Choosing furniture for your university – whether a new-build or updating existing – goes way beyond practicalities such as cost. Today, you need to consider not only shifting trends in terms of design and aesthetics but also in the student and staff experience.
Does it fit with your sustainability strategy? What is the environmental impact and does it have longevity? How will it enhance student – and teacher – wellbeing? How will it enable good learning practices? These are just some of the now common questions your choice in furniture and fixtures will need to take into account.
From adaptable tables and seating to engender collaborative learning to engaging students by ‘placemaking’ – creating a sense of place or ownership – today, the university environs have to deliver a lot.
There has been a shift from traditional-style teaching to a ‘flipped learning model’ and your choice of furniture and fixtures can work hard to enable this. This is where adaptable furniture comes into play with seating and desks moveable to enable students to switch easily between individual and collaborative working.
And it doesn’t stop there – every facet of design from the ground up plays its part to ensure lecturers and students alike – together with key stakeholders – get the maximum versatility from a space, whether that’s shared learning, a break-out area or somewhere to grab a coffee.
Versatility is especially important, helping to develop a sense of ownership for students.
According to CDI Spaces (cdispaces.ca): “A personalised classroom where students decide decoration or seating arrangements helps foster camaraderie and belonging, making the environment comforting and familiar. More importantly, this encourages student participation and their overall experience. Offering choice – different types of seating, options for moving desks, and furniture which allows for different configurations, can create a sense of place and ownership while also addressing a variety of teaching and learning styles.”
And it is this sense of ownership, together with meeting the needs of students and teachers, that now needs to dovetail neatly into any new fit-out strategy.
All the graphics, design touches and stylish furniture will be forgotten in an instant if users are too cold, too hot or yawning constantly due to lack of fresh air to a space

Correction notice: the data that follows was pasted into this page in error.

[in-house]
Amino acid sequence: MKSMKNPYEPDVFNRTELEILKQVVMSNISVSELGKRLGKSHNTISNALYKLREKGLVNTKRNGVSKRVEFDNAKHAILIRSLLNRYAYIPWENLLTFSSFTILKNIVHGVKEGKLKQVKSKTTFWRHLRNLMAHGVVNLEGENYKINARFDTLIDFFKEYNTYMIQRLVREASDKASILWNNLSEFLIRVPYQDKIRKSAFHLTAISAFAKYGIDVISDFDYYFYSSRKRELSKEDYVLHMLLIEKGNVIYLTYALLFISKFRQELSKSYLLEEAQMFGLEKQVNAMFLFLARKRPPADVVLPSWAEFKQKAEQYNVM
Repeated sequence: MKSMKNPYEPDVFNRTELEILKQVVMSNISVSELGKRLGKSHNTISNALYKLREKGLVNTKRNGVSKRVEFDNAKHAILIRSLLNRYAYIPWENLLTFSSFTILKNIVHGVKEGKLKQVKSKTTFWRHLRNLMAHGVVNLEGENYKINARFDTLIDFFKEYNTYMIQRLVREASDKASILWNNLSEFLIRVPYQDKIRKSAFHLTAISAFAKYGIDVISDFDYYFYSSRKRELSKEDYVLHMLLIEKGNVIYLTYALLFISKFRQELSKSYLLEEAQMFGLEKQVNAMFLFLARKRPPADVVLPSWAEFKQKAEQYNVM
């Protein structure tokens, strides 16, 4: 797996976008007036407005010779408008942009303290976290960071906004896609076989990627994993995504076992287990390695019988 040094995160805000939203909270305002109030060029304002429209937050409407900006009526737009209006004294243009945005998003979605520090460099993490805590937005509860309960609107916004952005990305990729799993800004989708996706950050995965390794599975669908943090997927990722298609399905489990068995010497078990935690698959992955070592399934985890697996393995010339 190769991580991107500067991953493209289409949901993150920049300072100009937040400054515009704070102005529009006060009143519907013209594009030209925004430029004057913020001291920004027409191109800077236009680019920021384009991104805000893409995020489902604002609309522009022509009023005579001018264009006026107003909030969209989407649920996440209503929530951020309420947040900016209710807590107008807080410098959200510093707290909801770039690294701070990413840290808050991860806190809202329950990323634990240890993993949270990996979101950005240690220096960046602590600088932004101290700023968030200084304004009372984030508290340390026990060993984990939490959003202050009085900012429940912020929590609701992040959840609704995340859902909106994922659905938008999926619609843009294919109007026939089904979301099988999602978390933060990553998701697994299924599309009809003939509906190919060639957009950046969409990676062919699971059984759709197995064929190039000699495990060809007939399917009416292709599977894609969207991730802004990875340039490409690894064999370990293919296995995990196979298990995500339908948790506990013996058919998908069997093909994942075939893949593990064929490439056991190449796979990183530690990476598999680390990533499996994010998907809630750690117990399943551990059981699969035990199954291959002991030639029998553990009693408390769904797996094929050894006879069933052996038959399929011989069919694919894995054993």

Case study: STEM building, the University of Bedfordshire
Dr Maria Simon, faculty technical manager, talks to us about how the University of Bedforshire chose iconic furniture for its brand-new STEM building
When choosing furniture for the university’s STEM building, the university adopted a consultative approach, setting up a user group comprising key stakeholders.
Dr Maria Simon explains: “Stakeholders from across the University of Bedfordshire have been involved in choosing the furniture for the new STEM building through a dedicated user group, made up of staff, students, project managers and architects. A sample area was also set up to allow all students and staff to try out some of the furniture and give feedback.
“Having recently completed a new library, the project board had a good steer on what worked well, what is durable and what students and staff like. Specialist knowledge of staff, along with consultation with external stakeholders, has enabled us to make informed decisions for the new building.
“Extra care has been taken to ensure laboratory furniture is fit for purpose and complies with relevant legislation, especially around biological and chemical health and safety.”
When planning any new fit-out, there are many factors to consider, such as:
Sustainability and environmental
Dr Simon says: “In addition to considering how to reduce its carbon footprint as part of the build – eg with lighting sensors, carefully managing air changes, even in laboratories and environmental control – the University of Bedfordshire has taken into consideration where more can be done, such as using variable air volume fume hoods.
“We have built up a good understanding of furniture and furnishings that have a good level of longevity, and this knowledge and experience will be utilised in the new STEM building.”
“Many of the activities within the STEM building are an extension of current activities at the university, so there is already considerable experience of what works and is comfortable for staff and students.”
“The overall aesthetics of the new STEM building have been a collaborative effort between the vision of the architect, management and the university’s user group. We have had discussions on a variety of areas, from colour schemes to materials, and made our decisions in agreement through our user group.”
“Cost is always a challenging area to quantify and, in our case, this was based on a process which started from assessing what was needed for a space, and then identifying what a typical cost for an item might be (based on quotes) balanced against aesthetics, ergonomics and staff and student feedback.”
Longevity and value for money
“Costs and budgets for the STEM building are based on internal stakeholder knowledge and external guidance with all spend being subject to university financial processes and regulations. Universities have a key role to play in sustainability and this is something which we are wholly committed to. How universities spend the money they receive is always under close scrutiny and we must demonstrate that what we purchase is not only fit for purpose but that it possesses a suitable durability, all while evidencing value for money.”
Louise Walker, public sector sales director at Interface, comments on the trend for biophilic design in education
We’ve seen a real shift in the approach towards designing learning spaces recently. Gone are the days of dark, cramped libraries where students work quietly in isolation. Universities and colleges are now hubs of creativity, with vibrant spaces which are both engaging and inspiring.